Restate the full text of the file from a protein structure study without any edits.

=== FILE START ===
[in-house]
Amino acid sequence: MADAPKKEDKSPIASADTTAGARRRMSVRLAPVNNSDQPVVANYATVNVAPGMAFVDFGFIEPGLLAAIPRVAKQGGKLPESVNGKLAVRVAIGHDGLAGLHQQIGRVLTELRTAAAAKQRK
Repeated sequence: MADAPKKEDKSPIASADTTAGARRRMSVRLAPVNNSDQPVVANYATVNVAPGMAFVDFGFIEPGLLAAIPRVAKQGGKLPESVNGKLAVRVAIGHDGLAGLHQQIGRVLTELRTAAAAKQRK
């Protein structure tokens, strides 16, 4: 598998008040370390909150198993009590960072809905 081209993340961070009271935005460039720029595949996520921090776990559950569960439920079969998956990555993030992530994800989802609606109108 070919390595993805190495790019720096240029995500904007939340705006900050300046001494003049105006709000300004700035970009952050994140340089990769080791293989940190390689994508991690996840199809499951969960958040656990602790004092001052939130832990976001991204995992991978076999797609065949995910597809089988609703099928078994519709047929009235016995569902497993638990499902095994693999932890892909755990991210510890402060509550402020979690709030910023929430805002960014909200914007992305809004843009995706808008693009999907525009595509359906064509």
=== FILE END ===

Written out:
[in-house]
Amino acid sequence: MADAPKKEDKSPIASADTTAGARRRMSVRLAPVNNSDQPVVANYATVNVAPGMAFVDFGFIEPGLLAAIPRVAKQGGKLPESVNGKLAVRVAIGHDGLAGLHQQIGRVLTELRTAAAAKQRK
Repeated sequence: MADAPKKEDKSPIASADTTAGARRRMSVRLAPVNNSDQPVVANYATVNVAPGMAFVDFGFIEPGLLAAIPRVAKQGGKLPESVNGKLAVRVAIGHDGLAGLHQQIGRVLTELRTAAAAKQRK
């Protein structure tokens, strides 16, 4: 598998008040370390909150198993009590960072809905 081209993340961070009271935005460039720029595949996520921090776990559950569960439920079969998956990555993030992530994800989802609606109108 070919390595993805190495790019720096240029995500904007939340705006900050300046001494003049105006709000300004700035970009952050994140340089990769080791293989940190390689994508991690996840199809499951969960958040656990602790004092001052939130832990976001991204995992991978076999797609065949995910597809089988609703099928078994519709047929009235016995569902497993638990499902095994693999932890892909755990991210510890402060509550402020979690709030910023929430805002960014909200914007992305809004843009995706808008693009999907525009595509359906064509």